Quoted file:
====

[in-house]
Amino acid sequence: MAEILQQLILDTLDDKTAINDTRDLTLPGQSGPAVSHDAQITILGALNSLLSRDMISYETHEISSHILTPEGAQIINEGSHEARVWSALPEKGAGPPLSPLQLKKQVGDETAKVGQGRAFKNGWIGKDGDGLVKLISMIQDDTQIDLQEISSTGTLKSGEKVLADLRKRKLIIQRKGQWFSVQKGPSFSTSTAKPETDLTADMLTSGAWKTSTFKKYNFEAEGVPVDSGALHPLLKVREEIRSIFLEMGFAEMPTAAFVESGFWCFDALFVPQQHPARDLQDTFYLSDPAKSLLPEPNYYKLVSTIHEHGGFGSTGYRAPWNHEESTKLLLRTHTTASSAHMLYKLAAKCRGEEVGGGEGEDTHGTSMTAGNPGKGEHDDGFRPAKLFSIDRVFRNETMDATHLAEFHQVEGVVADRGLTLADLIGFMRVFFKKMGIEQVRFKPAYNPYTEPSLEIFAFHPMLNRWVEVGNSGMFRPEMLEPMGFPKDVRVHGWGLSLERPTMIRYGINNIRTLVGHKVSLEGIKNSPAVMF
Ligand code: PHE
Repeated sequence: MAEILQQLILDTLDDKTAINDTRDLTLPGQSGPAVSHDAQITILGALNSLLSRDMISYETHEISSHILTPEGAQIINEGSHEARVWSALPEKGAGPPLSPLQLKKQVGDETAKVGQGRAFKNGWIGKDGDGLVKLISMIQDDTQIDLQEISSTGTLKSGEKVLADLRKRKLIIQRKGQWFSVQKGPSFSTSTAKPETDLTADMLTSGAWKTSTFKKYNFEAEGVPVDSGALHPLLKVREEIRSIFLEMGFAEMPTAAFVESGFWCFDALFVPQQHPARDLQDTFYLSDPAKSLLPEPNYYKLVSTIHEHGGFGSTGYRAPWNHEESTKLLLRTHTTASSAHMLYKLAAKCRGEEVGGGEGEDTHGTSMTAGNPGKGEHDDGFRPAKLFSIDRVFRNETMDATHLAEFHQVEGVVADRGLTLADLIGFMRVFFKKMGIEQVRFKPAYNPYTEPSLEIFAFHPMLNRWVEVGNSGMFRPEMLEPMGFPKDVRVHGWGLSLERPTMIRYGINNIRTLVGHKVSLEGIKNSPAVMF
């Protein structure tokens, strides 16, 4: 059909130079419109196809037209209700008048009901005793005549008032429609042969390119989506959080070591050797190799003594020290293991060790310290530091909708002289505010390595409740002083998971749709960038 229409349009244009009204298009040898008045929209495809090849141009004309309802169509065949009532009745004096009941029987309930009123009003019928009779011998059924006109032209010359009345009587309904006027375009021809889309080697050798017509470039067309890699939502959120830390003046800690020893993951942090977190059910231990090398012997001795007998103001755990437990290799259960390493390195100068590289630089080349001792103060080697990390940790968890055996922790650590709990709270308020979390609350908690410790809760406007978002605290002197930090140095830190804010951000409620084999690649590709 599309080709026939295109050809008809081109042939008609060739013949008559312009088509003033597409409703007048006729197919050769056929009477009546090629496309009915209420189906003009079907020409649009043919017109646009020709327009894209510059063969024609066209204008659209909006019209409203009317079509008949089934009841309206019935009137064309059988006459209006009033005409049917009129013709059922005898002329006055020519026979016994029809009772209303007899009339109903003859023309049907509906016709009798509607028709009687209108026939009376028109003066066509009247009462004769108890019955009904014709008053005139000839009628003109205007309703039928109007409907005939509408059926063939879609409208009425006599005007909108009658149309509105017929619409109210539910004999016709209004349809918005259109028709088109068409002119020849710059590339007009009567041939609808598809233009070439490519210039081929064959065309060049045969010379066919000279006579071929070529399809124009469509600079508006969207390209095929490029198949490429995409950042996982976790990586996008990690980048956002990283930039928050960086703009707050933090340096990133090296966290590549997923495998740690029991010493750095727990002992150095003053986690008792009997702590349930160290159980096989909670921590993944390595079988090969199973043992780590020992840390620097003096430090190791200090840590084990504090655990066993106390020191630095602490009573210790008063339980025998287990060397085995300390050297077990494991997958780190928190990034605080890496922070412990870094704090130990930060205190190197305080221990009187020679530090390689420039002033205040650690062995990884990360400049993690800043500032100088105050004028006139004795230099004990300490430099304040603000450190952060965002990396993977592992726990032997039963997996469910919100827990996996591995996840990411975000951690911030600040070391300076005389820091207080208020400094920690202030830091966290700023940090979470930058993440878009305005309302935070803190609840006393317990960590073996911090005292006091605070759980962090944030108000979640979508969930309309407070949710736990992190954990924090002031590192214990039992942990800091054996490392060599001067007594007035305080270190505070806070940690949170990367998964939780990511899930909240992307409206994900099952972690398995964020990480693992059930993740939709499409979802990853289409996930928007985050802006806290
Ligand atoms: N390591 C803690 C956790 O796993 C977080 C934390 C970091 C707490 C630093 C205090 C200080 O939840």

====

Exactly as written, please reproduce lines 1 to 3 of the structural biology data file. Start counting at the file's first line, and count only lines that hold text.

[in-house]
Amino acid sequence: MAEILQQLILDTLDDKTAINDTRDLTLPGQSGPAVSHDAQITILGALNSLLSRDMISYETHEISSHILTPEGAQIINEGSHEARVWSALPEKGAGPPLSPLQLKKQVGDETAKVGQGRAFKNGWIGKDGDGLVKLISMIQDDTQIDLQEISSTGTLKSGEKVLADLRKRKLIIQRKGQWFSVQKGPSFSTSTAKPETDLTADMLTSGAWKTSTFKKYNFEAEGVPVDSGALHPLLKVREEIRSIFLEMGFAEMPTAAFVESGFWCFDALFVPQQHPARDLQDTFYLSDPAKSLLPEPNYYKLVSTIHEHGGFGSTGYRAPWNHEESTKLLLRTHTTASSAHMLYKLAAKCRGEEVGGGEGEDTHGTSMTAGNPGKGEHDDGFRPAKLFSIDRVFRNETMDATHLAEFHQVEGVVADRGLTLADLIGFMRVFFKKMGIEQVRFKPAYNPYTEPSLEIFAFHPMLNRWVEVGNSGMFRPEMLEPMGFPKDVRVHGWGLSLERPTMIRYGINNIRTLVGHKVSLEGIKNSPAVMF
Ligand code: PHE